The beef barbecue page

Some factoids and suggestions...

Let's get started...

The map. For barbecue, what interests us most are the brisket, ribs and short plate.


The chuck is mostly for pot roast, not barbecue. There are two briskets per animal right and left. The brisket should have a fat cap, the "packer."
Trimming some of the fat from the brisket. You end up with a long wedge of meat—still with surrounding fat.
Here, it's almost trimmed, but too much fat has been removed. The fat needs to remain a) to keep the meat moist and b) protect it from burning while cooking.

Steaks and other stuff

Though less interesting for barbecue, lots of steaks come out of the short loin (lower ribs) and the sirloin, what's after the bottom of the rib cage.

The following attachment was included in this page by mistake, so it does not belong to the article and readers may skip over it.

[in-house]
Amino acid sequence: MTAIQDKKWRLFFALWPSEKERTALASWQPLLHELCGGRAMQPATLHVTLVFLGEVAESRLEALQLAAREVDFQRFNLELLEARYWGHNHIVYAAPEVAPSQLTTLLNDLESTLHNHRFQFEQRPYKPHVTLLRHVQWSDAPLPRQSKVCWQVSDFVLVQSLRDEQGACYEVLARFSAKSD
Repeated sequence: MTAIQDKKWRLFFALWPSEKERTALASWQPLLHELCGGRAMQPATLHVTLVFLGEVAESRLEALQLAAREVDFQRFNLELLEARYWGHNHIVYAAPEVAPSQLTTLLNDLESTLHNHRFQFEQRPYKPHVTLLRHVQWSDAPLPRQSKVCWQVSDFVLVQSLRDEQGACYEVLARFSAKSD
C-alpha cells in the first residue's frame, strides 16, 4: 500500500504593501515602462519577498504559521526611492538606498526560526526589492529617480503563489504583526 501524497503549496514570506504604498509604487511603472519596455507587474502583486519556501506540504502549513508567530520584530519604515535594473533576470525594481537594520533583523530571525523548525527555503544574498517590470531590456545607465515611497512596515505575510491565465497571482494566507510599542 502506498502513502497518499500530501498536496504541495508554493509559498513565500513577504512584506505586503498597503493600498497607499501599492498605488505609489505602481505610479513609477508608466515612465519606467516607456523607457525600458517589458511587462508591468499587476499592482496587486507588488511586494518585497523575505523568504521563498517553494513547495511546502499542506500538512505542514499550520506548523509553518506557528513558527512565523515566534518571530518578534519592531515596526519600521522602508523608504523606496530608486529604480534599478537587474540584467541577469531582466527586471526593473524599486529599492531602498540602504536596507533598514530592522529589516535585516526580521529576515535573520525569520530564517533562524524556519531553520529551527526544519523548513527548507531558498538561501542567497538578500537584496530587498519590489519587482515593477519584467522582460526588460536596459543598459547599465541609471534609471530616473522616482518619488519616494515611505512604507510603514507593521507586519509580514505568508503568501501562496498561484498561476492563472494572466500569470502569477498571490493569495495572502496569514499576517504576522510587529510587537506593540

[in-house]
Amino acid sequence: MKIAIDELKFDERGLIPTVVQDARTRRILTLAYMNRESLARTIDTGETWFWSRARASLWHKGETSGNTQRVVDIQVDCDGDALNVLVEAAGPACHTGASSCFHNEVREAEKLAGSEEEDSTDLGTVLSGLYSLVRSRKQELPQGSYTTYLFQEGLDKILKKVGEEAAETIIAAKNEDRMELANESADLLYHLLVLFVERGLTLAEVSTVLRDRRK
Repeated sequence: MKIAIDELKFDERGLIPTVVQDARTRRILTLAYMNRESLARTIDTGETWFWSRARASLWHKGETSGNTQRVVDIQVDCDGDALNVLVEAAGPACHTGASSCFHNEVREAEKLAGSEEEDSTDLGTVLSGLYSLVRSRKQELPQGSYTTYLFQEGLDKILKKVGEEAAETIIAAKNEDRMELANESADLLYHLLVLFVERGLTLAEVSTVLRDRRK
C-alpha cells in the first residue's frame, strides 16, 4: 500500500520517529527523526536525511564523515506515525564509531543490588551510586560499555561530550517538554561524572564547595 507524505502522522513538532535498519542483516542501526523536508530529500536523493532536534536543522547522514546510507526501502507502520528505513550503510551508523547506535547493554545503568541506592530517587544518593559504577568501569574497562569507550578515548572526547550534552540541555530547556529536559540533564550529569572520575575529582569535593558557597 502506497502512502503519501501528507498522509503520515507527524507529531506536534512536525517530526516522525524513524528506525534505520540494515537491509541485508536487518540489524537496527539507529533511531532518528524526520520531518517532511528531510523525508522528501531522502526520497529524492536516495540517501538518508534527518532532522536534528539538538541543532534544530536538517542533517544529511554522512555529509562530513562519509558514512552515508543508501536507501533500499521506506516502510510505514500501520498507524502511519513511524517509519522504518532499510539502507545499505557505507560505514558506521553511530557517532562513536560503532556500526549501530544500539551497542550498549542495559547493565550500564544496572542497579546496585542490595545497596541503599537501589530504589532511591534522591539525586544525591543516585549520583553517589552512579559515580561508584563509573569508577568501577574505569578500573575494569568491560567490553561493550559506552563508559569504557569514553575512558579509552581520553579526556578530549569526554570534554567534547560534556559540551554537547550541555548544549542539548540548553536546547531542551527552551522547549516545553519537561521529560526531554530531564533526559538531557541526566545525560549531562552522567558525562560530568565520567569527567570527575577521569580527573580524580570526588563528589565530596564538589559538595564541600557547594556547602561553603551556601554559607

From the middle rib area, near the top of the back, come the rib roast and back ribs, ...
...the short ribs in the middle and the plate underneath.
In the middle, the short ribs; to the cutter's left, the back ribs and ribeye steaks; to the cutter's right, the plate ribs.
The plate ribs.
Separating the short- and plate ribs from the rest of the forward, upper ribs.
Peel the belly sheath from the plat ribs; on a pig, what you're peeling is called bacon.
Plate rib, from the grocery store. About 6 hours to cook. Slather in Louisiana hot sauce, then salt, then pepper. Fire about 285°, bone-side down.
After 5½ hours, spritz liberally with water or apple juice, etc. (This is in place of "mopping.") You don't want the "bark" around the edges to get too crunchy. (The bark should be mostly fat, especially on a brisket, and not meat.) When done, it should be tender all the way through to the bone and everywhere, but not falling off the bones. Let it rest out of the heat.